Submitted by Gov. Jay Inslee’s office.
Washington is the best state for workers, according to a ranking released by Oxfam America on Sept. 2. The organization based its findings on wages, worker protections and workers’ rights in all 50 states, D.C. and Puerto Rico during the pandemic.
“COVID-19 is not only a health crisis but an economic one. This has dramatically impacted everyone in our state, businesses and workers alike, particularly those most vulnerable. This crisis has shined a light on the importance of strong worker protections and the far-reaching impacts of income inequality. We must continue to do whatever we can to ensure that workers and families have what they need,” Gov. Jay Inslee said. “In Washington, we believe you can recover a strong economy, without sacrificing the health and safety of workers.”
Washington consistently appears at the top of favorable rankings, especially those related to economic opportunity. Oxfam also ranked Washington the No. 1 state to work in 2018.
Oxfam, an organization that aims to end poverty, has produced an annual Best States to Work index since 2018.
Overall, the index examines how states are helping working families cope — and survive:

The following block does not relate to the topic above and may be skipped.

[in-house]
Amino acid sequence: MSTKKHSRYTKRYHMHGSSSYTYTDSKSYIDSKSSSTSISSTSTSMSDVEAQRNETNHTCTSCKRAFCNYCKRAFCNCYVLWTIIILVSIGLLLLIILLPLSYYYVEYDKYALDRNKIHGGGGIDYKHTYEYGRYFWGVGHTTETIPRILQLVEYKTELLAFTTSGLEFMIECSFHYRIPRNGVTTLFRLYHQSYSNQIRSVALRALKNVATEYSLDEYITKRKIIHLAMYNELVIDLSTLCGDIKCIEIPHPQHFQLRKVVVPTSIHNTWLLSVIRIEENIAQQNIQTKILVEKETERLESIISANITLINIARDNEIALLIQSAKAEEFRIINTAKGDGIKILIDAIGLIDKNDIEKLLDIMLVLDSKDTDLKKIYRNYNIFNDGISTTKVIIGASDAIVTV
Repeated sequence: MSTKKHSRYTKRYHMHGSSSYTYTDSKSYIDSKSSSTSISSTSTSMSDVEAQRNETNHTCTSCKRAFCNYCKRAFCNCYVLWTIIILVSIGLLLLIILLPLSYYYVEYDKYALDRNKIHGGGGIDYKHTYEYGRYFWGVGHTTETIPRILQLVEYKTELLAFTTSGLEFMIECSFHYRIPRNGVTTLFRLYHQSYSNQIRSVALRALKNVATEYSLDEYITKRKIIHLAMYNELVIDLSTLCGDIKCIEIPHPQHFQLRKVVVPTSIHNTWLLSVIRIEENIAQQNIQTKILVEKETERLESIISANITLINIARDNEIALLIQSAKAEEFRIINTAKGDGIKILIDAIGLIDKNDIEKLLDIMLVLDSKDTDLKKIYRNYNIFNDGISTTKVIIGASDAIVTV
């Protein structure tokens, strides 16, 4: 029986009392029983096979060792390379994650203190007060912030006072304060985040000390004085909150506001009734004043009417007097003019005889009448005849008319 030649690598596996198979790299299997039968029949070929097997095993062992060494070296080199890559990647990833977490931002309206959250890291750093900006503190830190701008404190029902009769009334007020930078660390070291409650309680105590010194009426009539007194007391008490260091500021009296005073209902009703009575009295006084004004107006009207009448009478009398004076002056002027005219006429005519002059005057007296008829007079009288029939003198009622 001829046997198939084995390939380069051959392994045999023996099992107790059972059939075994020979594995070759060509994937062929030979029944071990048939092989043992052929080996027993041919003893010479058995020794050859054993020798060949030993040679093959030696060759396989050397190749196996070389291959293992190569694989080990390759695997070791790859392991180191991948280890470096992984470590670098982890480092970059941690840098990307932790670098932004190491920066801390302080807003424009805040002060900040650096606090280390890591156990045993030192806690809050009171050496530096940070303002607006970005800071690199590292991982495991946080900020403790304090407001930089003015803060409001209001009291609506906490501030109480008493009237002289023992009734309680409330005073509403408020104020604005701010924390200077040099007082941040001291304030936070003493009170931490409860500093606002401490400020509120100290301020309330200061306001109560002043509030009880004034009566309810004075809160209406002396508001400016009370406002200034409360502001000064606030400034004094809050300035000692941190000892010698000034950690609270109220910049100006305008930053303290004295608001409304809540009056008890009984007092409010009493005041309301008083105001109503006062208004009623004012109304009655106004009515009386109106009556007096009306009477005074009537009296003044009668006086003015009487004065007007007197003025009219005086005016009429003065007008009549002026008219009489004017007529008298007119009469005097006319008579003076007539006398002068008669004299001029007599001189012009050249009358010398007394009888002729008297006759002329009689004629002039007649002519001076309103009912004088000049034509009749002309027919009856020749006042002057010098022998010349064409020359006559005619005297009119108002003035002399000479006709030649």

Worker Protections: Are states taking proactive measures to protect workers and their communities amidst a pandemic that involves a deadly airborne virus?
Healthcare: How are states protecting the health of their residents during a pandemic, especially given the limitations of employment-linked health insurance?
Unemployment Supports: How are states accommodating the millions of people who are suddenly, through no fault of their own, unemployed and without a steady income?
Each state/territory earns a score from 0–100 for each area, which are totaled to create the score. No state or territory scores above 80 overall. Washington scored 76.41, with its highest score in worker protections.
The report calls out Washington’s effort to protect workers with mandatory face coverings and personal protective equipment, as well as a moratorium on evictions during the pandemic, relief from utility shutoffs, increased food assistance and a fund for undocumented workers.
Oxfam also gave Washington high marks for its paid family and medical leave program, which began paying benefits earlier this year and provides some of the most progressive benefits in the nation.
“The pandemic has revealed the harsh challenges low-wage working families face in the US,” said Minor Sinclair, Oxfam America Director of US Domestic Program. “Washington leads the way in providing most families a cushion from the fall by offering unemployment support, worker and healthcare protections. But the federal government and many other states in the country have failed to provide any support for working families who risk falling into poverty, hunger, and homelessness.”
“I recognize this work is not done. We continue to hear every day of challenges faced by workers as more return to their work places and job sites. I remain committed to doing this work until the crisis is over, and beyond,” Inslee said.
Read the full Oxfam report at https://assets.oxfamamerica.org/media/documents/BSWI_During_COVID_Report.pdf.